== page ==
We’ve mentioned the Carmelite Café in this blog before, but we thought we’d say a little more about how Michael Needham, Carmelite’s proprietor, has created a small beacon of sustainability through his approach to running the café.
When I sat down to talk to Michael about what it meant to him last week, it quickly became apparent that sustainability permeated many aspects of his life, but almost unwittingly. In addition, the lines between his identity both as an artist and café proprietor are blurred and these play a huge role in informing how he has approached setting up and running the Carmelite café and his good sustainable practices.
As we posit on our webpage, sustainability presents itself in many different guises. Careful management of resources is key to this; we live in a paradoxical age where resources are becoming scarcer and yet cheap goods with short shelf lives and quick-fix solutions are readily available to us. Artists are often characterised by their resourcefulness, which can be driven by an economic imperative, but also the vision to see the potential in things that others have discarded as useless or obsolete. There are parallels with how an individual setting up a new business must also demonstrate good business sense and thriftiness to ensure its future.
So instead of opting for purchasing expensive (or cheap) new goods, Michael has sought and found opportunities to give existing things a new lease of life through the Carmelite. The café itself is based in a former convent – a beautiful old building which houses our Nunnery Gallery – curating exhibitions which link world class contemporary art with local heritage and community. He has kitted out the café with second-hand furniture and crockery and re-used textiles to make cushion covers and a large curtain for the doorway. He’s also looking into giving away his old coffee grounds which can be used for a myriad of things including fertilising your plants, scrubbing your hands clean and even making new furniture.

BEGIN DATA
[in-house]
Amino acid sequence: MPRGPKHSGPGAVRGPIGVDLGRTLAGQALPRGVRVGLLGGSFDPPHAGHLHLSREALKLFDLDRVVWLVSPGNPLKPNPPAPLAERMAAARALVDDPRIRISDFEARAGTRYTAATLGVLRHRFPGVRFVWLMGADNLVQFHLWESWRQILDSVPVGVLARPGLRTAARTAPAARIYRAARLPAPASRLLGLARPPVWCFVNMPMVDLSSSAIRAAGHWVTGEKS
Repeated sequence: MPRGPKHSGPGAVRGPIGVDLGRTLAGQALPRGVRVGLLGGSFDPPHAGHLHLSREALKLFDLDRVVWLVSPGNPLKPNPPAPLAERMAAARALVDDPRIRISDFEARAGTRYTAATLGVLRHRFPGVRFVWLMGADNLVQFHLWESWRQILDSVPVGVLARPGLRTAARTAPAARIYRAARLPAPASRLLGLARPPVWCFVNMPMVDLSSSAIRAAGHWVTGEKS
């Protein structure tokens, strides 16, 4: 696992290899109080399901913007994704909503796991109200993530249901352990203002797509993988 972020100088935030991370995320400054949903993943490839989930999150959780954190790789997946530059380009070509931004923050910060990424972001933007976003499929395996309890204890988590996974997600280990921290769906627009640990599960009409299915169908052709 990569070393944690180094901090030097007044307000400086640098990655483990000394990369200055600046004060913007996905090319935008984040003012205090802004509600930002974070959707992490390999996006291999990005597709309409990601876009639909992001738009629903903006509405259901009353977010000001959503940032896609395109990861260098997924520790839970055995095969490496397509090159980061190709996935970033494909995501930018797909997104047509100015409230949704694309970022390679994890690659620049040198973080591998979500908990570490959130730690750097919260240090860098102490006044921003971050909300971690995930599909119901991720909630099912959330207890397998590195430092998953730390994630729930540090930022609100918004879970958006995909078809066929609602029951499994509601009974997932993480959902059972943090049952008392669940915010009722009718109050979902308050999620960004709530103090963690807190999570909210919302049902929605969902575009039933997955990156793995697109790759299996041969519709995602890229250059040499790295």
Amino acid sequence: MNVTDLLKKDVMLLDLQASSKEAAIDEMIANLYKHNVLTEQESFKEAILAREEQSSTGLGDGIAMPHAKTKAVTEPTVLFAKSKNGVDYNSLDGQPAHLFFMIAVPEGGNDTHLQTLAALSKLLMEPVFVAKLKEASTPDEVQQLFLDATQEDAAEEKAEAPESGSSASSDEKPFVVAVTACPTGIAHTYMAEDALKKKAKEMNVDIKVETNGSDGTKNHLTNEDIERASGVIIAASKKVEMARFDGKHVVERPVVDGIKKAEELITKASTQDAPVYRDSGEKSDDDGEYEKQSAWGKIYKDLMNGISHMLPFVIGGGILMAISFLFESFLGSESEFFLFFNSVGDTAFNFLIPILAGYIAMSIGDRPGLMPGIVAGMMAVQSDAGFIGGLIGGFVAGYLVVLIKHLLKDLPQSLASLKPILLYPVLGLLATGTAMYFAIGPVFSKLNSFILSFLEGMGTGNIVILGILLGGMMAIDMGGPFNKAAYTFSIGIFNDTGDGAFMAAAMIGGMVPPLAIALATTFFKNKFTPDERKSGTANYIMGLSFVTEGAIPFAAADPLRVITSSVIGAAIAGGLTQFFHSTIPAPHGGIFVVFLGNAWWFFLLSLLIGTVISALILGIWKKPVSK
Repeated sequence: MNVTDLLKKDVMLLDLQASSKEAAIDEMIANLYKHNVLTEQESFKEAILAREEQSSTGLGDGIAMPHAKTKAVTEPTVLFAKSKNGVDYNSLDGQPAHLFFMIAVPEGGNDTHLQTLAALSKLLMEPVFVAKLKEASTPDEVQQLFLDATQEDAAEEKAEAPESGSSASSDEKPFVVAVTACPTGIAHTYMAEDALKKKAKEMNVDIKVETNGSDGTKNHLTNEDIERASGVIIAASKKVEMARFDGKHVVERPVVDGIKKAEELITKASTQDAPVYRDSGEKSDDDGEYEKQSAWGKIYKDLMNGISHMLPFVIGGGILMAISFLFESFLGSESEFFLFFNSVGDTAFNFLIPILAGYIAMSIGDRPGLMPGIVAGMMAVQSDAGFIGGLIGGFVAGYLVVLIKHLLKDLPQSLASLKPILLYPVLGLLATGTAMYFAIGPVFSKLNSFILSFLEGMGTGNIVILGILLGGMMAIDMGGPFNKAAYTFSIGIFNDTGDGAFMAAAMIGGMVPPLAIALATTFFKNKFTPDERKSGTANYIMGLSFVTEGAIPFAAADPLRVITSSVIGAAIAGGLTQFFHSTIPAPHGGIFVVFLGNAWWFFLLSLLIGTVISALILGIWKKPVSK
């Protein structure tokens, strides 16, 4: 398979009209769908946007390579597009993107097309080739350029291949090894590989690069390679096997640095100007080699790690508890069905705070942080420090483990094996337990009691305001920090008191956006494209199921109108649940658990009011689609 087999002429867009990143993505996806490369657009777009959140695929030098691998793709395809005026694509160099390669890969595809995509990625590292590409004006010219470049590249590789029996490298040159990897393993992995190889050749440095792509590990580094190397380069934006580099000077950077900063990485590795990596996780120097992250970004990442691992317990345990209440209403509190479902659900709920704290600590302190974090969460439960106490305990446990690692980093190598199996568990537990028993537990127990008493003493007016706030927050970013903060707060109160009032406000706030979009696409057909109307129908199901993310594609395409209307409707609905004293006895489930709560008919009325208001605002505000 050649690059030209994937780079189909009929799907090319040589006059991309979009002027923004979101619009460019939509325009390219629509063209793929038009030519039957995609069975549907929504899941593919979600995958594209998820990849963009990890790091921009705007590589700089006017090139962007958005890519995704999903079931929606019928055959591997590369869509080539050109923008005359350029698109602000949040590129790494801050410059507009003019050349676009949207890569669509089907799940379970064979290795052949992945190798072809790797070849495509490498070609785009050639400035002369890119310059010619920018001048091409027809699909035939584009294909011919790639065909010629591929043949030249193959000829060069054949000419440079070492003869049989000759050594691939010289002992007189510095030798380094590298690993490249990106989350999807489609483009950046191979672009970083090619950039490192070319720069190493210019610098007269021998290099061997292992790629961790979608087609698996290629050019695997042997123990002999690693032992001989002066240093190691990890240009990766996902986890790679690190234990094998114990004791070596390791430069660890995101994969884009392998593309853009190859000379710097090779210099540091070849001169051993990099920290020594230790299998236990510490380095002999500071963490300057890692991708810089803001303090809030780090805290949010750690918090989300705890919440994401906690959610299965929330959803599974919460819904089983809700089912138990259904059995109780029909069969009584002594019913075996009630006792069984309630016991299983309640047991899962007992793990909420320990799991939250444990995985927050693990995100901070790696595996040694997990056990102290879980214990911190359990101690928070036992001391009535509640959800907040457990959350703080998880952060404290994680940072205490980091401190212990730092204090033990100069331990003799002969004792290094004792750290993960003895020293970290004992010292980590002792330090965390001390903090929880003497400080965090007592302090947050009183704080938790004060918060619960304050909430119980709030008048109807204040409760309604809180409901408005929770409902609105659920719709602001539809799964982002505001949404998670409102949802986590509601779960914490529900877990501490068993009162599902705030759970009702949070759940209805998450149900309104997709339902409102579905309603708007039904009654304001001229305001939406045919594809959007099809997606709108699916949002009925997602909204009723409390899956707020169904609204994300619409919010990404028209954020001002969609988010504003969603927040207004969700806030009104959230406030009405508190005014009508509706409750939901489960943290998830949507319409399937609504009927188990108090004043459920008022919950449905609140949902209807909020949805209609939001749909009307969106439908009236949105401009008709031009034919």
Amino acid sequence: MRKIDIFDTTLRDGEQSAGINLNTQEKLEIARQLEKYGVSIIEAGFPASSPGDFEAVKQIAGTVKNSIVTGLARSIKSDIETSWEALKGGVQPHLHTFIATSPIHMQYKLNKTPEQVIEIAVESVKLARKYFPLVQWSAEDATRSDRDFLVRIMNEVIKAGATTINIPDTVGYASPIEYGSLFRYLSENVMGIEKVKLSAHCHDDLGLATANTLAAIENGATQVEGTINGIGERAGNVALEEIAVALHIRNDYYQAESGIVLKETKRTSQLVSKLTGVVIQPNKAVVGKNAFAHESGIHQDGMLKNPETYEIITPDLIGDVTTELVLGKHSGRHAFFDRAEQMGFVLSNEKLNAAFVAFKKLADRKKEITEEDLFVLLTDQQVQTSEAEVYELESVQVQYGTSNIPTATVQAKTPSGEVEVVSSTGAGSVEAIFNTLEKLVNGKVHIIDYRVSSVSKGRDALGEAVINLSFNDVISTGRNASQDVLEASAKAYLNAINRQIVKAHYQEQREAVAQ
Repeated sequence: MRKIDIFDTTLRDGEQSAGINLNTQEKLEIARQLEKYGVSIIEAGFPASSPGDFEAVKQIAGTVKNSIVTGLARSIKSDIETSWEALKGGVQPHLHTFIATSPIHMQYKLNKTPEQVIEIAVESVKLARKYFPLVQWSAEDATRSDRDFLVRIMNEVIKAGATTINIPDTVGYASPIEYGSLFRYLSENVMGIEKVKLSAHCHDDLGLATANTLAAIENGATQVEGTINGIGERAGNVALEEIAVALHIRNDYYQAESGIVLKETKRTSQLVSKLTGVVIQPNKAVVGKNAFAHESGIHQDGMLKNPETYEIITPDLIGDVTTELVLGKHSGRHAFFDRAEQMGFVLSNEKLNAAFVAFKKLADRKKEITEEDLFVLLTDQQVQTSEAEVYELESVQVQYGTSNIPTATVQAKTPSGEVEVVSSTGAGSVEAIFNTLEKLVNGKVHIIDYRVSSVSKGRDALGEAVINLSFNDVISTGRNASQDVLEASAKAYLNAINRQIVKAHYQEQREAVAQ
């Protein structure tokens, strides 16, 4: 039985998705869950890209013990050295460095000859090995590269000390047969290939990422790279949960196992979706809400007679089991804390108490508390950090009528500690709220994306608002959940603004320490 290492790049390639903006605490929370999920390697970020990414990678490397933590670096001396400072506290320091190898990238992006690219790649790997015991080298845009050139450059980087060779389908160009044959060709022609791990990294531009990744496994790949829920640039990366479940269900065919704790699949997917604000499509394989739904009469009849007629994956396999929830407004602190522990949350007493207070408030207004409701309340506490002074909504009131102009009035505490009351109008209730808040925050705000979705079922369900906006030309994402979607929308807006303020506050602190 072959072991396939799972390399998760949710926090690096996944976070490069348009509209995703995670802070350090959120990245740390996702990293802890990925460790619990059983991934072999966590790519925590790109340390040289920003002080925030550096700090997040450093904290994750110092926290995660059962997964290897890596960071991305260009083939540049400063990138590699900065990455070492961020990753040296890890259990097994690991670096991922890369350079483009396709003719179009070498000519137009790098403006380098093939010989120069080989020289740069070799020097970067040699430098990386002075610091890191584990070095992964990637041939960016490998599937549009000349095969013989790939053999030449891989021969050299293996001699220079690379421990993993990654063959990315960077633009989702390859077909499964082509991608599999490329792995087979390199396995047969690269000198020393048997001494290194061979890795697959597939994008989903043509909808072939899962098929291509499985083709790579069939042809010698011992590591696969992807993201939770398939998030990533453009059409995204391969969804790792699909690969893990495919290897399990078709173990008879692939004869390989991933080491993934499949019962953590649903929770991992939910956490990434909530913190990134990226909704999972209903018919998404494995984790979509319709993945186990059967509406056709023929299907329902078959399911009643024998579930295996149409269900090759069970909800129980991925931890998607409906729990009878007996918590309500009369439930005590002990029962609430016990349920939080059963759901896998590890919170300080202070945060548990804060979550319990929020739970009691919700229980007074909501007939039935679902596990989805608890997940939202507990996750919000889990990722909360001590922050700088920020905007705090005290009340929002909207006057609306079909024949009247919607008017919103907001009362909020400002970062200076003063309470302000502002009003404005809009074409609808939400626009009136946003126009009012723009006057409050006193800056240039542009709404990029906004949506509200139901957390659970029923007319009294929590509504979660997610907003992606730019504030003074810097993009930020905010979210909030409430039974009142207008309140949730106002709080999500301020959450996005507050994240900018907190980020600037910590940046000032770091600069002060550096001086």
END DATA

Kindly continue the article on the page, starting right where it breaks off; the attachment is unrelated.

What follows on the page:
Recycled chair installation
The notion of ‘giving back’ to the community as part of your business model has also been cited as an important part of sustainability. Interacting with his surroundings and developing relationships is something that comes naturally to Michael as a visual artist with a socially engaged practice and is obviously an important characteristic of a café owner. As well as building up a strong customer base, he nurtures other kinds of relationships with those around him; local women bake the cakes he sells and the (for-sale) plants which brighten up the alley are provided by Core Landscapes of Core Arts, a Hackney-based charity which helps people who experience mental health issues to fulfil their creative potential. He’s provided a platform for Bow Arts studio artists to sell work. He seeks artists from the locality to display work in the café, and in the latest exhibition, Strike, Alistair Gordon uses locally reclaimed wood from the old Bryant & May Match Factory as a canvas.
Michael also has a strong commitment to sourcing high quality products from local and independent suppliers like himself, from his Nude Espresso coffee and Pie Cart pies to the design work he commissions – reducing the need for emission-producing travel (he and his croissant supplier, Little Pedlar, meet on bikes at 7.15am in Shoreditch to exchange the goods!) and supporting small and growing businesses.
Once he’d told me about all of the above, Michael sat back and concluded that, though he hadn’t really thought about it before, he supposed he was living sustainably. Which is even more inspiring – sustainability really can come naturally, and in this case its practices contribute to creating an inviting and unique space for people to gather, which many have contributed to and which also seeks to give back.
You can visit the Carmelite café, say hello to Michael and potentially pick up some coffee grounds between 10am and 5pm, Tuesdays to Sundays. Follow @beanbeard on Twitter